Financial experts are often hired to measure economic damages in contract breach, patent infringement and other tort claims. Here’s an overview of how experts quantify damages, along with some common pitfalls to avoid.
Estimating Lost Profits
Where would the plaintiff be today “but for” the defendant’s alleged wrongdoing? There are three ways experts address that question:
1. Before-and-after method. Here, the expert assumes that, if it hadn’t been for the breach or other tortious act, the company’s operating trends would have continued in pace with past performance. In other words, damages equal the difference between expected and actual performance. A similar approach quantifies damages as the difference between the company’s value before and after the alleged tort occurred.
2. Yardstick method. Using this technique, the expert benchmarks a damaged company’s performance to external sources, such as publicly traded comparables or industry guidelines. The presumption is that the company’s performance would have mimicked that of its competitors if not for the tortious act.
3. Sales projection method. Projections or forecasts of the company’s expected cash flow serve as the basis for damages under this method. Damages involving niche players and start-ups often call for the sales projection method, because they have limited operating history and few meaningful comparables.
Experts will consider the specific circumstances of the case to determine the appropriate method (or methods) for the situation.
After experts have estimated lost profits, they discount their estimates to present value. Some jurisdictions have prescribed discount rates, but, in many instances, experts subjectively build up the discount rate based on their professional opinions about risk. Small differences in the discount rate can generate large differences in valuators’ final conclusions. As a result, the discount rate is often a contentious issue.
Another key step is to address mitigating factors. In other words, what could the damaged party have done to minimize its loss?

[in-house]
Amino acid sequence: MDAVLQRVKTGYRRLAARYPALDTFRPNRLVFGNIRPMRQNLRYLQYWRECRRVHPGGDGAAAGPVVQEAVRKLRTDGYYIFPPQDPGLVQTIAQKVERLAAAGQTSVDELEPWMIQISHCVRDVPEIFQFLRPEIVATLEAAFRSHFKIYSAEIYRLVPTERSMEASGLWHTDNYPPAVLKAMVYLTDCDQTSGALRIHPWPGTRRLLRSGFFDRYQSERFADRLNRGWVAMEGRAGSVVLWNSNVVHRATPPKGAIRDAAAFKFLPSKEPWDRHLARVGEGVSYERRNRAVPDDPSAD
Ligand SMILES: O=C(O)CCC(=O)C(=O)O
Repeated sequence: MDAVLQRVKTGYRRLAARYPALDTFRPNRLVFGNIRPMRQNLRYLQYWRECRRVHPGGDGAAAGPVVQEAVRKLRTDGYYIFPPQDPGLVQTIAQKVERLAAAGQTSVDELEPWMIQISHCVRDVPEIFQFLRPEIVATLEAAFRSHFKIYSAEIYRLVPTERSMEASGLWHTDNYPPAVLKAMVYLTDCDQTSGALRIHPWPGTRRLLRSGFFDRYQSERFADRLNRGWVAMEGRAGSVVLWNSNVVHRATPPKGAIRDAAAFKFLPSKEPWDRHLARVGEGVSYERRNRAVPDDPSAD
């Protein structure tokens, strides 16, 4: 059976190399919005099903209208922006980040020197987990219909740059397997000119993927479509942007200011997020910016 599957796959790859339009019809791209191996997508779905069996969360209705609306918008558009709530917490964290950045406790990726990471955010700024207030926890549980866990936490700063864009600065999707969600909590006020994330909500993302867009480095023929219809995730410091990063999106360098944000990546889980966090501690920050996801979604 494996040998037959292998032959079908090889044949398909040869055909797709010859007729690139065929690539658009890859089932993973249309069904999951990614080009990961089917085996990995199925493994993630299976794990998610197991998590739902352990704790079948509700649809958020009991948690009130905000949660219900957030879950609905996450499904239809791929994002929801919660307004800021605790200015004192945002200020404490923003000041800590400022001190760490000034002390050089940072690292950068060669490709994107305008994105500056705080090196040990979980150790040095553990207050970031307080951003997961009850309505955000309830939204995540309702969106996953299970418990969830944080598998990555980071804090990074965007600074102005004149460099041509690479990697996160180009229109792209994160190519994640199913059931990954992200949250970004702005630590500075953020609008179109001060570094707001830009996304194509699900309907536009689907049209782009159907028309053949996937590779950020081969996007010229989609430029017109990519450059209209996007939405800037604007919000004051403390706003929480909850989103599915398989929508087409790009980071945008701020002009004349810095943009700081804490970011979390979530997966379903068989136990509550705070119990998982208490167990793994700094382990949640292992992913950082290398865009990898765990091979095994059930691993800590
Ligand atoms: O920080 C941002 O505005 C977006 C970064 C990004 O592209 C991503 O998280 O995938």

• A manufacturer that suffers a business interruption should minimize the impact by resuming operations at a temporary location or outsourcing production to another company, if possible.
• A wrongfully terminated employee needs to make a reasonable effort to find another job.
• An antitrust plaintiff prevented from entering a particular market should explore opportunities to invest in alternative markets.
• A plaintiff in a breach-of-contract case should make a reasonable effort to replace the business lost as a result of the defendant’s wrongdoing.
Most jurisdictions hold plaintiffs at least partially responsible for mitigating their own damages. Similar to discount rates, this subjective adjustment often triggers widely divergent opinions among the parties involved.
Avoiding Potential Pitfalls
Some key factors need to be considered to avoid over- or underestimating a plaintiff’s loss. For example, the taxation of damages can have a significant impact on an expert’s conclusion. If the plaintiff must pay taxes, an after-tax assessment wouldn’t be equitable. Also realize that some parts of a damages award, such as return of capital, may be nontaxable and require an after-tax estimate.
Taxes also need to be handled properly when lost profits are discounted to present value. In other words, if damages need to be calculated on a pretax basis, the expert should use pretax discount rates. Mismatching after-tax discount rates to pretax cash flows would overstate damages, all else being equal.
In addition, it’s important to not assume that damages will occur into perpetuity. Economic damages generally occur over a finite period. They have a beginning and an end. Eventually most plaintiffs can overcome the effects of the defendant’s alleged wrongdoing.
For More Information
When calculating economic damages, there isn’t a one-size-fits-all approach. What’s right depends on the facts of your particular case. Contact the experts at Advent Valuation Advisors to develop an estimate that avoids potential pitfalls and can withstand scrutiny in court.
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